Originally from Miami, FL, I developed an interest in pottery after writing a couple of stories on potters for The Enquirer Journal in Monroe, NC. I settled in the area in the 1980s, covering Seagrove for the Courier-Tribune in Asheboro. I stepped behind the potter's wheel full time in 1986, when I opened up WILD ROSE POTTERY in Whynot, just south of Seagrove. I now own and operate FROM THE GROUND UP, just south of Seagrove. I also play Irish flute.
Beer bottle - local clay and Highwater Orangestone
I forgot to share some pictures of my latest firing in my wood-fired (Manabigama) kiln. I posted 31 pictures of some of the better pots on my Facebook Page, From The Ground Up - Pottery by Michael Mahan. Click here to view the album. Thanks to Jared Zehmer of Seagrove for the use of his photo booth.
Wood-fired, salt-glazed jug unearthed away from kiln site this past Sunday, showing where handle was attached
This past Sunday Hal and Eleanor Pugh of New Salem Pottery just north of Seagrove came by for a visit to take a look at what we believe is a kiln site belonging to 19th century potter W.J. Stewart, who crafted pots and made whiskey on our land back in the 1890s.
After spending a couple of hours wandering the site and locating evidence, we headed back to the house and stopped along the way to chat. I spotted what looked like the top of a jug on top of a pile of leaves. I ignored it while I listened to the conversation, then later stepped over and got a closer look. There appeared to be quite a bit of open space beneath the shard as I peared into the mouth of the jug. I tapped the shoulder and heard the distinct hollow ring of a large vessel.
I got excited, and broke off a twig to fashion a crude digging tool and spent the next few minutes carefully digging around the jug. Soon I was able to wiggle the jug free. Its handle was missing, but the rest of the jug was intact. No cracks. Hal, who graduated from Appalachian State University with a degree in Anthropology and has participated in some archeological digs, was as excited as I was when I handed him the jug.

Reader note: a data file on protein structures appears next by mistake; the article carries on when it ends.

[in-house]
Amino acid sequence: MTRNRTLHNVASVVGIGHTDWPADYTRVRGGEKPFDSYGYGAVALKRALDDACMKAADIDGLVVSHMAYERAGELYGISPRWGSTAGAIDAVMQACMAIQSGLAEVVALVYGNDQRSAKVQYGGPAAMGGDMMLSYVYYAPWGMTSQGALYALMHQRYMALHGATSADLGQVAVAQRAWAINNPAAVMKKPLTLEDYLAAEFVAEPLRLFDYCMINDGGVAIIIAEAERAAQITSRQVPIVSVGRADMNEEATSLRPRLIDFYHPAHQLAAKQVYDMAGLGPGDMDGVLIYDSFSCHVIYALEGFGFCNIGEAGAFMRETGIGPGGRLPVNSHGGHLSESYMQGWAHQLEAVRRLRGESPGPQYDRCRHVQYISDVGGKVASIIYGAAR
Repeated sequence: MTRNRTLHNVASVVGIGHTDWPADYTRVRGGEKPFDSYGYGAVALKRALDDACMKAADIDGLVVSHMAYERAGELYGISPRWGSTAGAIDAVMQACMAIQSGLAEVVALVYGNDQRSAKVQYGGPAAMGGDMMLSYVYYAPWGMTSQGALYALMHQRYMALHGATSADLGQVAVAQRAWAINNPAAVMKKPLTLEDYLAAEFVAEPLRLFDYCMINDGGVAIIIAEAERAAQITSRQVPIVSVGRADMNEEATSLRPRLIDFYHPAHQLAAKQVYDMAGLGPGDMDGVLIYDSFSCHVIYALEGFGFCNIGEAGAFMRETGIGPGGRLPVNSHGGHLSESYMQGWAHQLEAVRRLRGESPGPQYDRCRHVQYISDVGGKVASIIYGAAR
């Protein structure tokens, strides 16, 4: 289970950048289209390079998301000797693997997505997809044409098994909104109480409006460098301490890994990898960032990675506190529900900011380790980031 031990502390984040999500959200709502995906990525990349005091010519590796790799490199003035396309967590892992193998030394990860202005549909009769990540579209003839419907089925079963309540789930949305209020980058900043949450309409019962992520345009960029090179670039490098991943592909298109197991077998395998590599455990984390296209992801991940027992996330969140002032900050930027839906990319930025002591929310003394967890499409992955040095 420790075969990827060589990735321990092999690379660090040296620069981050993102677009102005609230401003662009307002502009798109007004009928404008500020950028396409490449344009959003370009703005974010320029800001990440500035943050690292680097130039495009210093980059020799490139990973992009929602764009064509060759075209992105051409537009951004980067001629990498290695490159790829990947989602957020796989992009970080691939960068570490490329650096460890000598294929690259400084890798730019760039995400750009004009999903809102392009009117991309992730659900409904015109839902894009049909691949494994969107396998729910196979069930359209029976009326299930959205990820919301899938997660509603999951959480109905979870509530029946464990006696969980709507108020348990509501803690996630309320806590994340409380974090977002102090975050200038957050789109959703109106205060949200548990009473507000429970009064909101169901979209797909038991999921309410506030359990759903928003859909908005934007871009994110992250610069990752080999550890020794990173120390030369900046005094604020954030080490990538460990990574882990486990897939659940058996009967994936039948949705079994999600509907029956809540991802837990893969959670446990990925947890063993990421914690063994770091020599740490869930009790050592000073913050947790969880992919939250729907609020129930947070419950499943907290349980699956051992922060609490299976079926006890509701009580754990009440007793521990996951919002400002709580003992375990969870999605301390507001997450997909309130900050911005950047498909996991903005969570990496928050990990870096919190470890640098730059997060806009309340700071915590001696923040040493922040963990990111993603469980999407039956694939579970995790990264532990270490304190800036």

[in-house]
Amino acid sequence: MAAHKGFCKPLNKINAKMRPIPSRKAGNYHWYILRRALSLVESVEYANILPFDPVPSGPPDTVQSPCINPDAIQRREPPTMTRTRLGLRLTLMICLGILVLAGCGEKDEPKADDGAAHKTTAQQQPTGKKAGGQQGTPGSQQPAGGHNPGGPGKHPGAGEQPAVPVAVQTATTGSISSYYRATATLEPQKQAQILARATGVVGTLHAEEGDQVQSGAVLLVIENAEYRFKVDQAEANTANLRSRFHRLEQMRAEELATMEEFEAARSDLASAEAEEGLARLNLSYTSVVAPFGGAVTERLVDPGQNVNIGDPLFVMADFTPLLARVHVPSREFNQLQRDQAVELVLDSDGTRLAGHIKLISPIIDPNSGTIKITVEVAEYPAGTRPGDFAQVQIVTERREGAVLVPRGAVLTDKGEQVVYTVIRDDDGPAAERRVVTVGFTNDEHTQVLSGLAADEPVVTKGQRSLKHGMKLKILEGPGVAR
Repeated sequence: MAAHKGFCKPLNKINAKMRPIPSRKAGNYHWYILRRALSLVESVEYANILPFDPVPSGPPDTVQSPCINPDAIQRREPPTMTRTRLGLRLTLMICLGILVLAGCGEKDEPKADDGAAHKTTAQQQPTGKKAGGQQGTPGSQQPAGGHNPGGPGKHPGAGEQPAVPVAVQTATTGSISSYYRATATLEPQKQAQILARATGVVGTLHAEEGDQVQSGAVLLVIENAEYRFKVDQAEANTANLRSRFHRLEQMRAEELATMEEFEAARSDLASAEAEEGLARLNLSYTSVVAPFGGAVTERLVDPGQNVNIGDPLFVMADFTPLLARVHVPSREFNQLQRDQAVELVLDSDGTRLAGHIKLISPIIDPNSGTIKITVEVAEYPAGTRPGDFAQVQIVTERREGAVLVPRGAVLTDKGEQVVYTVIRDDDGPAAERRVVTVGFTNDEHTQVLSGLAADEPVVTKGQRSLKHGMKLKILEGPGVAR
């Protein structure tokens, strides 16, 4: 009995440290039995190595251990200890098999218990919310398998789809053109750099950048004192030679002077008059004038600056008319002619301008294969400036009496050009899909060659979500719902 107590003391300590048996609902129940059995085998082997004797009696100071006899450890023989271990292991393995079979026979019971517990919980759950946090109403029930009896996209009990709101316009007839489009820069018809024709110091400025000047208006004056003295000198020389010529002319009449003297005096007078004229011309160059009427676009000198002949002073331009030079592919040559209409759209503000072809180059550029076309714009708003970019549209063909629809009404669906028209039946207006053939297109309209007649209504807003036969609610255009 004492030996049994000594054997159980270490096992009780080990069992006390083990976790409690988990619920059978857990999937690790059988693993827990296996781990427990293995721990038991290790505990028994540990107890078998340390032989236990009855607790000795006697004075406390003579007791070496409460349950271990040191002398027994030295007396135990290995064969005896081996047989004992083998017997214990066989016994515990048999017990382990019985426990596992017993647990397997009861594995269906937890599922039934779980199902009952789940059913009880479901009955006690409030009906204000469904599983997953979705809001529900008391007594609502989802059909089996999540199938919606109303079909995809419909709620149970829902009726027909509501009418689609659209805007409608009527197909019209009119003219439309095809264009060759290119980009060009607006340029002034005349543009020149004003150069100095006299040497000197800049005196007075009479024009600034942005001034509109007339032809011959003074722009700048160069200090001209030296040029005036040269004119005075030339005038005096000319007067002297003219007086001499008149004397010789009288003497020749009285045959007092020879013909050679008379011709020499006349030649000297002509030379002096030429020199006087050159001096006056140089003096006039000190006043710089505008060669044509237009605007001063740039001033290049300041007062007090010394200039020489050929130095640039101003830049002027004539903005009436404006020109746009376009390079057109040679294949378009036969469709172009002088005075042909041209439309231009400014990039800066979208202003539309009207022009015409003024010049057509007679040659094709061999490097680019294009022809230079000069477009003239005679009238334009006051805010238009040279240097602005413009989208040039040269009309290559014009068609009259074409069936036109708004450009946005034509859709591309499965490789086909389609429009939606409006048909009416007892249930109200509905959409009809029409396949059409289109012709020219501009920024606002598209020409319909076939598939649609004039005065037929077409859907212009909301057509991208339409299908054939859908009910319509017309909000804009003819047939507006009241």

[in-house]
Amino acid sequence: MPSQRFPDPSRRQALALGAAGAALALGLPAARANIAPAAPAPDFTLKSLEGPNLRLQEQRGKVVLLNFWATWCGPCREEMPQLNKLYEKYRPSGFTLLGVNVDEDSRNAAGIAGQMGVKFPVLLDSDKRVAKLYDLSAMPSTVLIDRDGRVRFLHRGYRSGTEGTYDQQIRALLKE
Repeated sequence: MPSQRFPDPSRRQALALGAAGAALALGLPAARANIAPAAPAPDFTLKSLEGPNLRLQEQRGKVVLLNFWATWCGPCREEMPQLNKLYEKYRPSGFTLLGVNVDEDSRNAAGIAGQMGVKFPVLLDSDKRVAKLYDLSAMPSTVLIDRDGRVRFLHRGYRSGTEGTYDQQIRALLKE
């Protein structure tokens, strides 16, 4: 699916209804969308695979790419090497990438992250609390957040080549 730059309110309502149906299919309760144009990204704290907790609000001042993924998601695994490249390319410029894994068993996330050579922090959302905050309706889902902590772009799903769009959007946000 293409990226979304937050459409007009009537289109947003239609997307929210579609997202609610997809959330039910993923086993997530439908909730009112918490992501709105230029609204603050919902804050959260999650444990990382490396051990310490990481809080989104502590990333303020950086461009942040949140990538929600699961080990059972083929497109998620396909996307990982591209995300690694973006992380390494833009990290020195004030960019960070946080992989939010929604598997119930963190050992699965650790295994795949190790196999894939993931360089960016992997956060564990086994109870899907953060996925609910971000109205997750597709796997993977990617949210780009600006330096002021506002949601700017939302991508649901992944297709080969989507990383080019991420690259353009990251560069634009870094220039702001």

I'm not yet positive it's a W.J. Stewart jug, but it's a salt-glazed, wood-fired jug, and to think that it may have sat there for more than a hundred years poking up above the earth filling with rainwater, insulated by the ground from the freezing weather, and it never cracked....
Overall, I think it was a good firing. I glazed a few pieces with an alberta slip glaze that showed the effects of ash well, and I think I'll use the same glaze next firing on some larger pieces. I like simple glazes. I also mixed up a new batch of a glaze I made last time I fired: equal parts apple ash, rock dust and local clay. I glazed a tree bowl with this and it looked beautiful - until I looked inside. The tip of my thermocouple broke off and fell inside. The two large tree platters - one a white clay and one a darker clay - turned out nice, but the darker one had a crack in the rim. There wasn't as much ash buildup as I wanted, though.
I'm not sure about the use of my iron-rich local clay. Firing it to cone 12 or 13 causes bloating. At lower temperatures, it turns deep purple/black and has a dry surface which absorbs oil from my fingers. I didn't get all of Levi's clay tests in, but when using the local clay in combination with Loafer's Glory or Star White gives some interesting results.
I'll be taking some individual shots later in the week, and will share them then.